In the second in our series ‘Beyond the Chefs’, where we speak to grocers, producers and other food facilitators, we talk to Charlotte Bowers. Charlotte left a successful job in strategy consulting to open an independent food store, Charlotte’s Fine Foods on Amwell Street in Islington, stocking everything from eggs and vegetables to delish jams, sauces and bakery goods.
What is particularly interesting is that Charlotte is has taken a genuine interest in food and turned that into a thriving small business. She is one of the new generation of young foodies and here she talks to Spear’s about the challenges of being – as Richard Branson has branded it – a ‘foodpreneur‘.
Why did you decide to leave the corporate world and start your own business?
For as far back as I can remember I have wanted to set up my own business and be my own boss. When I left university the economic situation was tough and so setting up on my own didn’t seem like a viable route. However, after a few years working as a strategy consultant with some impressive entrepreneurs, I started to realise perhaps it was something I really could do.
With more and more people turning away from the poor quality and service offered by the big supermarkets, I was convinced that I could offer a quality alternative – especially for higher-end goods. I spent some time working in France and loved the culture of shopping locally, sourcing good quality, seasonal food. With this in mind, and after a lot of further research and planning, I was ready to get started.
What has been your biggest challenge so far?
It was incredibly difficult to find the right location for the shop. The commercial property market, especially in central London, is not an easy one to navigate and I quickly learned that if you find a property that fits the bill you need to act quickly to secure it. After a long time trawling property websites and speaking with agents I found my premises in Islington and snapped it up.
Another huge challenge, although admittedly one that was much more fun, was sourcing products to stock. I knew that I wanted to stock local, British products as far as possible but it took a lot of research, recommendations and taste testing to find the best artisan producers. I now have a wide range of British pantry goods, coffee, bread, cheeses and even charcuterie and I am constantly on the lookout for new brands to trial.
What advice would you give to others who are just starting out?
Have a clear vision of how you want your business to look before you start and always keep this in mind. When setting up there are a million and one things to think about and it can be easy to get distracted. I kept coming back to my fundamental goals of sourcing the best quality British products and providing brilliant service which helped me to stay on track. Also, keep calm and positive, as things won’t always go to plan. When something unexpected comes along I like to think of it as a new challenge rather than a setback.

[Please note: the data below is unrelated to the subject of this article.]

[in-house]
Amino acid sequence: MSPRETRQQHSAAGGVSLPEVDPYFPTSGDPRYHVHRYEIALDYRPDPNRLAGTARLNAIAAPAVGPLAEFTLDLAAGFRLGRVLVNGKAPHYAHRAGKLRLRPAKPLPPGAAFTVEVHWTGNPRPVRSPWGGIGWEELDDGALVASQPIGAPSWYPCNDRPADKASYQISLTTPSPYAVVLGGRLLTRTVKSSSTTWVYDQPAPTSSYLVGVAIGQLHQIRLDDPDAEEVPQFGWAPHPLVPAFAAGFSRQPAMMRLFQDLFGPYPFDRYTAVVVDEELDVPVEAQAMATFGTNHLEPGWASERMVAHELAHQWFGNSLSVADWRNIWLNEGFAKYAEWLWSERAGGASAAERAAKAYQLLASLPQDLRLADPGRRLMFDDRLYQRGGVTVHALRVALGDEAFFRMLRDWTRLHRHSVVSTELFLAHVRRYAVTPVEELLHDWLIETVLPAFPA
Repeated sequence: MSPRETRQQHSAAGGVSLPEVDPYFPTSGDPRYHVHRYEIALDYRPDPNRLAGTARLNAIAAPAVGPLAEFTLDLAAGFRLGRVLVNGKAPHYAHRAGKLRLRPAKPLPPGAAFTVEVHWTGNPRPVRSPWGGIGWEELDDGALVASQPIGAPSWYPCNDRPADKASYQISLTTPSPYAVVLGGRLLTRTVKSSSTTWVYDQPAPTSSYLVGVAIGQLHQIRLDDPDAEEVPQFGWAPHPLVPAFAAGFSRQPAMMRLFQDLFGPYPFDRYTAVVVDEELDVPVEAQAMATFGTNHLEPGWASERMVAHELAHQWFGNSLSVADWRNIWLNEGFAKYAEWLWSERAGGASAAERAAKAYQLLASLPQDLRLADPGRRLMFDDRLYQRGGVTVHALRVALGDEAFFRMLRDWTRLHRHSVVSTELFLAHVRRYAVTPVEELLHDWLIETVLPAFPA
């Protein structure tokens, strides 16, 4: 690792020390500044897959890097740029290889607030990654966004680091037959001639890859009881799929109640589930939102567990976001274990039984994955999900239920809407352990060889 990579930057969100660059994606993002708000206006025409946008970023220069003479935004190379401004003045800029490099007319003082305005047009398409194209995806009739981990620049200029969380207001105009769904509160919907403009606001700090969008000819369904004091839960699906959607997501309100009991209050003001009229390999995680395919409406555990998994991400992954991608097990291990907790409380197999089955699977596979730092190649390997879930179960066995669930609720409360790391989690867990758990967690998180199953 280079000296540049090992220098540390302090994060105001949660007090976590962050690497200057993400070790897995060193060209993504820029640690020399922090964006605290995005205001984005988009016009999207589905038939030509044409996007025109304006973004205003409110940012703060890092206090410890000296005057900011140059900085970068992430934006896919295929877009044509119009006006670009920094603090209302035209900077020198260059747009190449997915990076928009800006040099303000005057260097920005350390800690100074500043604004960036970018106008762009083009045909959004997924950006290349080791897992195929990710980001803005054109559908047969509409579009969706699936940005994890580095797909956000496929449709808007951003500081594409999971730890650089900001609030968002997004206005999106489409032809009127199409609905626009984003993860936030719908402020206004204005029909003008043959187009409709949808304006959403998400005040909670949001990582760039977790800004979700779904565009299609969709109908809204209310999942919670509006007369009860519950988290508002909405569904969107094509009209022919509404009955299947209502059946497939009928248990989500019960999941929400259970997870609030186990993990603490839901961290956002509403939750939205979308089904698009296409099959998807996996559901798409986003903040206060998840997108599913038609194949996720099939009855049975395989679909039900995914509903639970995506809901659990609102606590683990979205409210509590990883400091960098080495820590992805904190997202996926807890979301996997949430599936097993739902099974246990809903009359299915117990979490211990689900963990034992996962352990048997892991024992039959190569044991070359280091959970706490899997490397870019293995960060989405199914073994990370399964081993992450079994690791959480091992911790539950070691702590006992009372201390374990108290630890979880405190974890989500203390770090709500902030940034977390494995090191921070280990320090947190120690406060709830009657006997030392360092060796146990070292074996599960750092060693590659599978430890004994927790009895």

What does a typical day in the store look like?
On a typical day I arrive at the shop at around 8.30am to take delivery of the fresh bread, which is baked overnight at Flour Power City bakery in South London. I then tidy the shelves, making a note of any stock that is running low. After displaying the bread and other fresh products such as vegetables and charcuterie (which are stored in the fridge overnight), I’m ready to get the shop shutters up.
Mornings tend to be fairly quiet, however this gives me time to place new orders and do some general shop admin and planning. Business starts to pick up around 11am and the shop gets busy as it heads towards lunch.
After lunch I’m usually occupied taking delivery of orders, unpacking the new products and clearing away all of the packaging – which there is always a lot of! From 5pm onwards trade tends to pick up again as people come by on their way home from work looking for something tempting for dinner. I close at 7pm and pack up all the fresh produce, wash down the surfaces, cash up and lock everything up before I head home.
What are your plans for the business in the future?
The website with full online store has just gone live so I’m currently working on creating awareness of that. The idea is primarily to allow new customers from further afield to purchase products that are sold in store, but there’s also a click and collect option which should help local customers to make their shopping a little bit easier.
It’s also very exciting to be gearing up for the shop’s first ever Christmas. We’ll be offering a wide range of gifts including hampers and non-food items, as well as all the necessities for the host of seasonal drinks, dinner parties and the big day itself.
My longer term ambition is to open several shops, first across London and then maybe even across the UK. This may sound crazy, but I’m a firm believer that the only thing that can really limit you is your ambition.
Charlotte’s Fine Foods, 37 Amwell Street, London EC1R 1UR
Read the first in our series ‘Beyond the Chefs’ here – an interview with Gareth Jones of chocolatiers Alexeeva & Jones